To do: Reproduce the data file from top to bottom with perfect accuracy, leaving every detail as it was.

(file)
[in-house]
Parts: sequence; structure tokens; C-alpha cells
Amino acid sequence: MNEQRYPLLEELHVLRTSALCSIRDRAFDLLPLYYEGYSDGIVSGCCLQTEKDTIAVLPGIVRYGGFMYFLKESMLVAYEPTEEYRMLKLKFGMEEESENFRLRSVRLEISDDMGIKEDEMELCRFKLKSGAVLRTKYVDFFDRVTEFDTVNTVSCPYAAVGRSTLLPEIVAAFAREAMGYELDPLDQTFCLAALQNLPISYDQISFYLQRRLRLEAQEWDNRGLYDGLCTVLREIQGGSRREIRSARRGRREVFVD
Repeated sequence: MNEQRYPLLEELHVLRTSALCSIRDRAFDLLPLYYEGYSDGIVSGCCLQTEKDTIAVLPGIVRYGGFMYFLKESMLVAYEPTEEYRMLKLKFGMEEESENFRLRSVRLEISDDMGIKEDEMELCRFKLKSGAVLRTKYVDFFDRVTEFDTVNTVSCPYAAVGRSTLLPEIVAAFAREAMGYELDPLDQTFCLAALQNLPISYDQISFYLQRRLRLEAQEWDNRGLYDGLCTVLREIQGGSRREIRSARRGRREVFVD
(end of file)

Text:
[in-house]
Parts: sequence; structure tokens; C-alpha cells
Amino acid sequence: MNEQRYPLLEELHVLRTSALCSIRDRAFDLLPLYYEGYSDGIVSGCCLQTEKDTIAVLPGIVRYGGFMYFLKESMLVAYEPTEEYRMLKLKFGMEEESENFRLRSVRLEISDDMGIKEDEMELCRFKLKSGAVLRTKYVDFFDRVTEFDTVNTVSCPYAAVGRSTLLPEIVAAFAREAMGYELDPLDQTFCLAALQNLPISYDQISFYLQRRLRLEAQEWDNRGLYDGLCTVLREIQGGSRREIRSARRGRREVFVD
Repeated sequence: MNEQRYPLLEELHVLRTSALCSIRDRAFDLLPLYYEGYSDGIVSGCCLQTEKDTIAVLPGIVRYGGFMYFLKESMLVAYEPTEEYRMLKLKFGMEEESENFRLRSVRLEISDDMGIKEDEMELCRFKLKSGAVLRTKYVDFFDRVTEFDTVNTVSCPYAAVGRSTLLPEIVAAFAREAMGYELDPLDQTFCLAALQNLPISYDQISFYLQRRLRLEAQEWDNRGLYDGLCTVLREIQGGSRREIRSARRGRREVFVD